There’s no shortage of incredible true stories, and a great number of them deserve to be told on the big screen. After all, through the magic of filmmaking, a story can come to life and engage the viewer emotionally, intellectually, and visually. The story of Newton Knight and the “Free State of Jones” rebelling against the Confederacy during the Civil War is an utterly fascinating one, and it’s well-suited to be a movie that engages on all fronts. Writer-director Gary Ross (Seabiscuit, The Hunger Games) is up for the task, but Free State of Jones is a cluttered film that simply tries to juggle too much and ultimately doesn’t fulfill any part of its incredible subject matter.
It’s surprising how a filmmaker like Ross, who normally has a firm grip on storytelling, is unable to tell a coherent story this time around. The film depicts Knight (Matthew McConaughey) and his band of deserters, poor farmers, and escaped slaves over a course of nearly two decades, and that proves to be too much ground to cover. It’s essentially a collection of segments, and many of them feature thinly drawn characters and never convincingly develop the themes of class division and racism. There certainly are a few interesting segments, such as Knight meeting with former slaves for the first time in a Mississippi swamp as well as the group fighting Confederate soldiers, but they don’t amount to anything more than being segments. They feel detached from one another, and considering that some tend to drag, the film works only in fits and starts. Compounding this even further is how it oddly cuts back and forth between the 1800s and 1960s, where Knight’s great-grandson is on trial. As a result, the film fails to settle into an even pace and even gets rather boring.
Despite having to work with two-dimensional characters, the cast manage to deliver some effective performances. McConaughey handily communicates Knight’s determination and righteous anger, and his charisma greatly complements his authoritative screen presence. Gugu Mbatha-Raw clearly understands her character’s trajectory over the course of the film, and that manifests in her growing in confidence and progressively expressing her emotions freely, which is quite nice to behold. The standout here is arguably Mahershala Ali as escaped slave Moses Washington, as he deftly balances a gentle, quiet demeanor with a resolve that threatens to burst the longer the character’s grievances build up.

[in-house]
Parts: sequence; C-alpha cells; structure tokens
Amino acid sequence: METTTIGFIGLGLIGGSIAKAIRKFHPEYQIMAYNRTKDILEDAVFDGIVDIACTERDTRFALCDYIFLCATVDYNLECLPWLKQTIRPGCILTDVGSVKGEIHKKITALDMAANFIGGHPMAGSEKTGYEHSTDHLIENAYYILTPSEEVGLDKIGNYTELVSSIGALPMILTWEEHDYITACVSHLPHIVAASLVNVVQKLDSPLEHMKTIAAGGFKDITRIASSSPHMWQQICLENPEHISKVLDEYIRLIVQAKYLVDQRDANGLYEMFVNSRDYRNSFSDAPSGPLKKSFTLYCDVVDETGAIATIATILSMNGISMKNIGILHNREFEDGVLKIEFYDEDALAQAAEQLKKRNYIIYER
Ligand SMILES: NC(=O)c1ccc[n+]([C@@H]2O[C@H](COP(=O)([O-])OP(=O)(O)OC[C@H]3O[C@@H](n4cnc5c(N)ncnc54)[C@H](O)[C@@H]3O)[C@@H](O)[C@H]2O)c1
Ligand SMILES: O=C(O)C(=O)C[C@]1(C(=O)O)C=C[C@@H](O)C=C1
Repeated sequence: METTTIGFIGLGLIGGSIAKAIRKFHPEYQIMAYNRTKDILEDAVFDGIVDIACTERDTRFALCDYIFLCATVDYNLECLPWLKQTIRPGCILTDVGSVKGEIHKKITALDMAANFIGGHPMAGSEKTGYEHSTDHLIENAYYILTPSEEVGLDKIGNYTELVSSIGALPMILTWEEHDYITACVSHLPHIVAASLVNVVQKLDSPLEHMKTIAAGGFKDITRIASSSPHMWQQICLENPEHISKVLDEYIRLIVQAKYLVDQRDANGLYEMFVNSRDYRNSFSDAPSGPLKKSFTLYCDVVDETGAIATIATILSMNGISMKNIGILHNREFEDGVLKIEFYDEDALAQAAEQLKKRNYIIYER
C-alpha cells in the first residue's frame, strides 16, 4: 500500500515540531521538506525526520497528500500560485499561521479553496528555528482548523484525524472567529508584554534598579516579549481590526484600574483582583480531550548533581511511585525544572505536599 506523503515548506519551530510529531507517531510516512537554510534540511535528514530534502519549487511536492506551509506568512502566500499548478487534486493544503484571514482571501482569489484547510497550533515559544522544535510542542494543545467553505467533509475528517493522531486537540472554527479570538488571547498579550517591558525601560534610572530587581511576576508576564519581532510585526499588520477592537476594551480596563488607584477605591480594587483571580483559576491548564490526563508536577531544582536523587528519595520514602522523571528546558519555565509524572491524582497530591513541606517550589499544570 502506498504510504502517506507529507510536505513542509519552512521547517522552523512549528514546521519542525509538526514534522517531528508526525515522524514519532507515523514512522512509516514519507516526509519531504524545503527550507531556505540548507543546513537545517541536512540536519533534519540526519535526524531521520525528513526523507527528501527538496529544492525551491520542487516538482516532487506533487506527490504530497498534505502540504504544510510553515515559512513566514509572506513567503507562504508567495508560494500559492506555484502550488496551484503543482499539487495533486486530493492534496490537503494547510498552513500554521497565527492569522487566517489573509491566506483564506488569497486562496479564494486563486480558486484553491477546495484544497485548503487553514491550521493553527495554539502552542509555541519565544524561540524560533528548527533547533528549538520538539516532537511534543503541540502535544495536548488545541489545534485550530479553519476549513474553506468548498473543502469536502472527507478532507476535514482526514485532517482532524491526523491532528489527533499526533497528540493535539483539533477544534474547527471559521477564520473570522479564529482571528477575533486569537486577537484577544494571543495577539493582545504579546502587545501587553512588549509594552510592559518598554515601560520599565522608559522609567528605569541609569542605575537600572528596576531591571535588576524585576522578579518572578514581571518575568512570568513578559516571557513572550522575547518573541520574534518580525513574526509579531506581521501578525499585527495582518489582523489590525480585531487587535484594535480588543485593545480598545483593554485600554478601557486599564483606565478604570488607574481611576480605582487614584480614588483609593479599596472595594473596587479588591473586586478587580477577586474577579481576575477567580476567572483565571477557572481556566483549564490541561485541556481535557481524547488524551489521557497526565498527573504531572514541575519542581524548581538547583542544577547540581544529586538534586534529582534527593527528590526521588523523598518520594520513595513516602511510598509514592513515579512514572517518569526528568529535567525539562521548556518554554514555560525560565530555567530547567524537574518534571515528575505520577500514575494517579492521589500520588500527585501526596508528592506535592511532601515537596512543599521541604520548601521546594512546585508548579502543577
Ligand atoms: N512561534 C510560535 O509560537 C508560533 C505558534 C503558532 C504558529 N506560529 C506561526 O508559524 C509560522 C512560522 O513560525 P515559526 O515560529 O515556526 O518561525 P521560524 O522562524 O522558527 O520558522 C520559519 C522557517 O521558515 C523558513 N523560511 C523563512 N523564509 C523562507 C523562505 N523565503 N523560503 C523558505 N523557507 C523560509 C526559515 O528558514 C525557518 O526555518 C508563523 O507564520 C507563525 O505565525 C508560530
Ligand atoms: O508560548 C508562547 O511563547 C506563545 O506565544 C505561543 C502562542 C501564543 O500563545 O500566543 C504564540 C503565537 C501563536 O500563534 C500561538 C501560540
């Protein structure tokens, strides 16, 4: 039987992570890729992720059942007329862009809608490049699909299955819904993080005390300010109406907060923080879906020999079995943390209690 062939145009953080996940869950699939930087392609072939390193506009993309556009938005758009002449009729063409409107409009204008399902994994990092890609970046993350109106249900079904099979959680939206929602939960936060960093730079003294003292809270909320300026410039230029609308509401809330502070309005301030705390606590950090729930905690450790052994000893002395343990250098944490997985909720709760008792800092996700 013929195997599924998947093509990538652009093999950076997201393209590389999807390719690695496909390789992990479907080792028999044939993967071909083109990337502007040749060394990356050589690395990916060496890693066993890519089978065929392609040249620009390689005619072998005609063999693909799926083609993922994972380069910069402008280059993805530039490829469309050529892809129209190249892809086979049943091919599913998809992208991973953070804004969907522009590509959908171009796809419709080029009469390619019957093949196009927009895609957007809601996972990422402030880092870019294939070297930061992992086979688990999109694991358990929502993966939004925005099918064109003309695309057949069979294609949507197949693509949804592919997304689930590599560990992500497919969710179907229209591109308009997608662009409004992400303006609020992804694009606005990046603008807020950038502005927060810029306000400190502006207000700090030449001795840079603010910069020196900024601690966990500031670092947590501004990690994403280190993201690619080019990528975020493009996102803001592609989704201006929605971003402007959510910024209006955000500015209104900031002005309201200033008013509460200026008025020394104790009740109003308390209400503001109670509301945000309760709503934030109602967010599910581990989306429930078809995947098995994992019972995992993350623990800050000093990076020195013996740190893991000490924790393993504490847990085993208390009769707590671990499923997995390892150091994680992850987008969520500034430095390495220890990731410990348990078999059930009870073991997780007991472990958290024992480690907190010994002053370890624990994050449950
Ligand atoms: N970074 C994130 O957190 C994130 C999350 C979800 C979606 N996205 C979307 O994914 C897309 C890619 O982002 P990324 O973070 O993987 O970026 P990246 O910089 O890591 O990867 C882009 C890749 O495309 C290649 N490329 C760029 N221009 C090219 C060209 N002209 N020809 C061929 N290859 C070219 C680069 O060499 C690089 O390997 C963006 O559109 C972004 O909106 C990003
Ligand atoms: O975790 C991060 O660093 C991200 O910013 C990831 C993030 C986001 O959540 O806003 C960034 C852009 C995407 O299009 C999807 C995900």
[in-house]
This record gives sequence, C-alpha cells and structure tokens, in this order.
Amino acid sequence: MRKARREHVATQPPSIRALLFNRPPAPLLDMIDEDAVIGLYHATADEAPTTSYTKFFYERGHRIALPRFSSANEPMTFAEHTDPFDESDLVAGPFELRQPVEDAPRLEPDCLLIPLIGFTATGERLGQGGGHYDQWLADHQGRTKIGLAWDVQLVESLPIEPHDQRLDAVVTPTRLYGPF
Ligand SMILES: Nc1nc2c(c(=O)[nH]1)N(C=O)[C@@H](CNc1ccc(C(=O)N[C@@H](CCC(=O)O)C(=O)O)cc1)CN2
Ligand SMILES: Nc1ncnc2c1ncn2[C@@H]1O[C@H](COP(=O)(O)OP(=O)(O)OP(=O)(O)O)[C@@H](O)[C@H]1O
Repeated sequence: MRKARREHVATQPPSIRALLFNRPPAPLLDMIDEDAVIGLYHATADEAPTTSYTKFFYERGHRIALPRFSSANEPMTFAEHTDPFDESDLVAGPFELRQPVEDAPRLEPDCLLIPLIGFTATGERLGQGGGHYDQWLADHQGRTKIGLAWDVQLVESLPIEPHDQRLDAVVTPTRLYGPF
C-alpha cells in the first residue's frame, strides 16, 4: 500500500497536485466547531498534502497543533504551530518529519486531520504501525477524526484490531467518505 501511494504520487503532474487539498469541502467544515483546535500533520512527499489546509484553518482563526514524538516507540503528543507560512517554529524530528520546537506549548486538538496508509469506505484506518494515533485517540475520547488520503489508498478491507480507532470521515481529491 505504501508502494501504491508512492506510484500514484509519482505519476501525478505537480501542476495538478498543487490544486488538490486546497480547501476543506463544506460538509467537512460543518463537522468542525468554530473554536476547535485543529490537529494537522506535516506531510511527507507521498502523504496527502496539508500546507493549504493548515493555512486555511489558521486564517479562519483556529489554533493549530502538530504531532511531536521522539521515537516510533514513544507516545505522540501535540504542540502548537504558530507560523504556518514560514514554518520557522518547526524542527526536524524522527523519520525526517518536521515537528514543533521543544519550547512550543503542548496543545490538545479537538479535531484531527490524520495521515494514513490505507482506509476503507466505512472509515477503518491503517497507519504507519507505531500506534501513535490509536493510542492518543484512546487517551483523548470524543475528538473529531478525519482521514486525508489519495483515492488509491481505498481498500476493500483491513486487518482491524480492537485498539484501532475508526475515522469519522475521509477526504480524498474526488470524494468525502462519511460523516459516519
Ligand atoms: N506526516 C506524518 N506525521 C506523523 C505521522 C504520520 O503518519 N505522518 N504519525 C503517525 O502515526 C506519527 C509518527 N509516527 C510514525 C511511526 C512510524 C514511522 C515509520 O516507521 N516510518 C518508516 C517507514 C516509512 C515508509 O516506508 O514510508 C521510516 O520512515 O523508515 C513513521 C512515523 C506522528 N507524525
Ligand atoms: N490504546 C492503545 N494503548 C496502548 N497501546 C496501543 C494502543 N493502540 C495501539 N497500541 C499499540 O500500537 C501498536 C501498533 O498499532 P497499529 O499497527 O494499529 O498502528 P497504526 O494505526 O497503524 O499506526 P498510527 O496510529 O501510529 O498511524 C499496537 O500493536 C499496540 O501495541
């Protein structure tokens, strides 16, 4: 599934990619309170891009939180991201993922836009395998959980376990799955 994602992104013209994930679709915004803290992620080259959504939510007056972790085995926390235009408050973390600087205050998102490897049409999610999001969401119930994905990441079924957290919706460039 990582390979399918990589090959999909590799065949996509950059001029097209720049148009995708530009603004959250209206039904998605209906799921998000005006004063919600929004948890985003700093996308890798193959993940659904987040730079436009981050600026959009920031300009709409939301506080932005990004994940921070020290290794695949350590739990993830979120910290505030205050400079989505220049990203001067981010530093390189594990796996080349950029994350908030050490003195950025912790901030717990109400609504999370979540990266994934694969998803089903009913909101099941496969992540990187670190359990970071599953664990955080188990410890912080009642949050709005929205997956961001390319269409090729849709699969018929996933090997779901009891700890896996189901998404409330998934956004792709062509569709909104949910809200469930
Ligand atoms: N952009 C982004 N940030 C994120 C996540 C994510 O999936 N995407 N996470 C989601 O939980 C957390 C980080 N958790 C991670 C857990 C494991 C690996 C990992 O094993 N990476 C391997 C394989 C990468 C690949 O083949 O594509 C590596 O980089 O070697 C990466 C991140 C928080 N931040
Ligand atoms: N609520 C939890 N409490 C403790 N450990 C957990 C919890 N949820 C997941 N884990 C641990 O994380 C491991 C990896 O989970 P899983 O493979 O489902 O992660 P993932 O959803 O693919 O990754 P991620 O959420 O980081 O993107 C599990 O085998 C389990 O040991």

As far as the film’s technical craft goes, it’s a solid production. What’s distracting is how it feels and looks like made-for-television movie from beginning to end, as the image seems brightly lit – in spite of a blue-and-gray hue that was obviously added in post-production – and crisp. Perhaps the story would have been better off if it was told as a miniseries as opposed to a film. Cinematographer Benoît Delhomme’s handheld camera is well suited for the intense combat sequences, which don’t shy away from the brutality of war. It must be said that the makeup – particularly when gore is involved – is on point here.
There’s no doubt about it – Free State of Jones is a disappointing film, and that’s largely because of how limp it is. Its incredible subject matter offers a wealth of content to explore, and while the film does try that, it bites off way more than it can chew. Sadly, watching the film is akin to reading the Wikipedia summary of a John Steinbeck novel.
* Photos courtesy of STX Entertainment